Review: Home, I’m Darling
Female power is our focus for the month of March and while numerous events celebrate female achievements in an exemplary manner, there are also those that do the exact opposite.
One example is the ~ questionably ~ celebrated West End play Home, I’m Darling, which manages to demolish female accomplishments in only two-and-a-half hours.
Let's start with a positive note - the set design is truly amazing. A whole two-floor house looms on the stage, illustrating the set designers key eye for detail. Designer Anna Fleischle has given so much thought to the set, that the interior changes in a time jump, with magic-trick-like disappearing carpets and changing walls, that are the highlight of the show. The actors are also outstanding, Kathrin Parkinson and her fellow co-actors’ are authentic and their characters’ convictions appear frighteningly genuine.
Although, this leads to the negative aspects of the play, namely the characters’ beliefs and thus the play’s message.
Firstly, the content supports female oppression. Protagonist Judy and husband Johnny share a fascination with the 1950s and live their personal retro dream, with Judy being a stay-at-home-housewife, awaiting her husband to come home. At this point, it must be mentioned, that this is a respectable way of structuring one’s life but more the play drones on it become clear that the relationship has turned away from an equal relation between husband and wife and more about a man and his servant.
Interestingly, Johnny the one who is uncomfortable with the situation, while Judy is the advocate of her own inferior position. The intended message behind this choice is highly questionable and is only worsened by the couple's friends, newly-weds Fran and Marcus. In this relationship, Marcus is the driving force behind the stay-at-home-wife-lifestyle, pressuring Fran to give up her beloved job as a make-up artist. Fran reluctantly considers it but is finally 'saved' as Marcus gets suspended from work, due to his colleague reporting him for sexual abuse at the workplace.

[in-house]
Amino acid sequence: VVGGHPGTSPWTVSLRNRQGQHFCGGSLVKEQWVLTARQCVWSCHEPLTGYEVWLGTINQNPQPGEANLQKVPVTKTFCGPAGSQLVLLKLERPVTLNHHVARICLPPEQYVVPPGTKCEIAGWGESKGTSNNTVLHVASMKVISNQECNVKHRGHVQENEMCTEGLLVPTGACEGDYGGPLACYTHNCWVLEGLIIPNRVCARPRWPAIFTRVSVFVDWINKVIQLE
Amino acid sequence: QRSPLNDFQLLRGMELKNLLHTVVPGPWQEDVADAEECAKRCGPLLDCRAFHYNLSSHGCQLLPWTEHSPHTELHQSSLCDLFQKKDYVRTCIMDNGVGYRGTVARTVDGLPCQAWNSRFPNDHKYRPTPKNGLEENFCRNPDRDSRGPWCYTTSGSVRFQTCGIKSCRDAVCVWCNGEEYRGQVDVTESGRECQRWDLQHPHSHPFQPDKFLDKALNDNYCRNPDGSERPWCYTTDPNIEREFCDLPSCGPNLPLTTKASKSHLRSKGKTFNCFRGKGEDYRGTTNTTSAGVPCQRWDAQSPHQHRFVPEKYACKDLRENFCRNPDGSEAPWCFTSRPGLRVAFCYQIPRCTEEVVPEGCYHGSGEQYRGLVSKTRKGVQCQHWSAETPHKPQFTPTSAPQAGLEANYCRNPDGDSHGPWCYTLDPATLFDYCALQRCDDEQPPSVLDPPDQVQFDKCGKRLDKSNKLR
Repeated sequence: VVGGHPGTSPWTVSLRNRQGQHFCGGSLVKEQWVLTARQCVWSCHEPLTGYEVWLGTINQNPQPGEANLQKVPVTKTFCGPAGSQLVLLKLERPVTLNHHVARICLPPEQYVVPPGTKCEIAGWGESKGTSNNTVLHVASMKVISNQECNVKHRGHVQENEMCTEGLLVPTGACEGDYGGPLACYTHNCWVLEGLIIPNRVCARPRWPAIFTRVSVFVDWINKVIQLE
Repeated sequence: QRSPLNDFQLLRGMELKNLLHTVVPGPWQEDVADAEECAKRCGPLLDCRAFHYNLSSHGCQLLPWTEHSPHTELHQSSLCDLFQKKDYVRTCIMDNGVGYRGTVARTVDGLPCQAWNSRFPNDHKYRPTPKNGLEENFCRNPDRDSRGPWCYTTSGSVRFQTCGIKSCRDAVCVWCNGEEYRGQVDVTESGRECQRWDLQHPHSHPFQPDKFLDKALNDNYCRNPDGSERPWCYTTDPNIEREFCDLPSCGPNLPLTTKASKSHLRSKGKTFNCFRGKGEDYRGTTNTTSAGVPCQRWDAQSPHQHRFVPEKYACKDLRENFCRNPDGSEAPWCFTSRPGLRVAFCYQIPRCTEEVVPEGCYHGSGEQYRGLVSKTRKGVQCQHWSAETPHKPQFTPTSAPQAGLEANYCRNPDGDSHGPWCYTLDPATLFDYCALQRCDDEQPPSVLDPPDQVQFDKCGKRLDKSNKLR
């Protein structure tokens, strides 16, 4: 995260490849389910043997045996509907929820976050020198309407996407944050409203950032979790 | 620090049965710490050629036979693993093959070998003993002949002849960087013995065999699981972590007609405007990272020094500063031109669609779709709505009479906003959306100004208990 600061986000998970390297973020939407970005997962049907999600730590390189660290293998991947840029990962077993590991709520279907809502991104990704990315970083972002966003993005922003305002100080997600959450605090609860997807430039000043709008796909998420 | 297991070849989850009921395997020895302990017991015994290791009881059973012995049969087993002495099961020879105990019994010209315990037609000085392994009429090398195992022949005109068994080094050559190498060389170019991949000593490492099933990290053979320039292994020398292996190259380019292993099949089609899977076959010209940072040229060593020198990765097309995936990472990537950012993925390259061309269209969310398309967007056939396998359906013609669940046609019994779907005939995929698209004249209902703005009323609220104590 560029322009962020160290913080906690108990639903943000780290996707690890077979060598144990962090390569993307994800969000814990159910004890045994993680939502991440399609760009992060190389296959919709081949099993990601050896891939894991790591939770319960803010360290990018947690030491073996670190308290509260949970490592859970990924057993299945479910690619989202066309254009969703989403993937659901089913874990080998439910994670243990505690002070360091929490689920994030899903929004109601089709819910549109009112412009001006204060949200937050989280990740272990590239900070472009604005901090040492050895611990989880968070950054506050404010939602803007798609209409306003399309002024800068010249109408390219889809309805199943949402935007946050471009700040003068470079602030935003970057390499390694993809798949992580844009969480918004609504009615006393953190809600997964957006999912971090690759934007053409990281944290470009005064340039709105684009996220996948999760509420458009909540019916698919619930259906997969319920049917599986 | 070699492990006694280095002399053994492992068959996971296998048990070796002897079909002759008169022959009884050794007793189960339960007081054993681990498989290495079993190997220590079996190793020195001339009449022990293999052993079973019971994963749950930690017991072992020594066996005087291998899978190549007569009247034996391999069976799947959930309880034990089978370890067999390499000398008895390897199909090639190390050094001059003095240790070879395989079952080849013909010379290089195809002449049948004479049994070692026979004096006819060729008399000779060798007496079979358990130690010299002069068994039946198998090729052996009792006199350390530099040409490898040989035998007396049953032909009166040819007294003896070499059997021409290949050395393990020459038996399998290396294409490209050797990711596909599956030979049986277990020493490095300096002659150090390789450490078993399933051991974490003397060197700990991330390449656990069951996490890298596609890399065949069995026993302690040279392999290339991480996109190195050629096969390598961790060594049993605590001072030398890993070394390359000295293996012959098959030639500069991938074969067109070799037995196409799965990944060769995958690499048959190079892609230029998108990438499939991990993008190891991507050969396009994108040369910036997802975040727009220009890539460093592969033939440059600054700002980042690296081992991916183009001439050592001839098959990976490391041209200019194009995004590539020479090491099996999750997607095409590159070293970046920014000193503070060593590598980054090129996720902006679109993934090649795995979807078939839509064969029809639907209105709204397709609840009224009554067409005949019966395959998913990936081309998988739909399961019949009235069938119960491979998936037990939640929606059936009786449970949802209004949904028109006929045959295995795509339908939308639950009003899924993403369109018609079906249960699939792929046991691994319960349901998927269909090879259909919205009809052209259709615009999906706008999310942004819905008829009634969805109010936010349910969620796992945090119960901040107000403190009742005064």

This also leads to the second infuriating aspect, namely, the belittling sexual abuse and its victims. The play demolishes the hard work of the #metoo movement. While it is understandable that Fran tries to stay convinced about her husband’s innocence, it is distasteful to show Judy minimising the accusation. In a conversation between Judy and Marcus, the latter admits (in a mocking way, of course, because why would he take sexual assault seriously) to having touched his colleague inappropriately. Judy, however, still argues that the victim overreacted and that she, after agreeing to work for Marcus, should consider it a ‘friendly gesture’.
Finally, the play significantly lacks diversity. All five of the characters are white. This is ridiculous as there is nothing in any of the characters' descriptions, their religious or ethnic backgrounds, that suggests they cannot be played by people of colour.
All in all, the play is pretty atrocious. It is unfinished, leaving open-ended questions and does little to counteract the stereotypes it depicts. Maybe it is meant as a polarising view of ‘50s lifestyle but it comes across as an insensitive, sexist depiction of everyday life.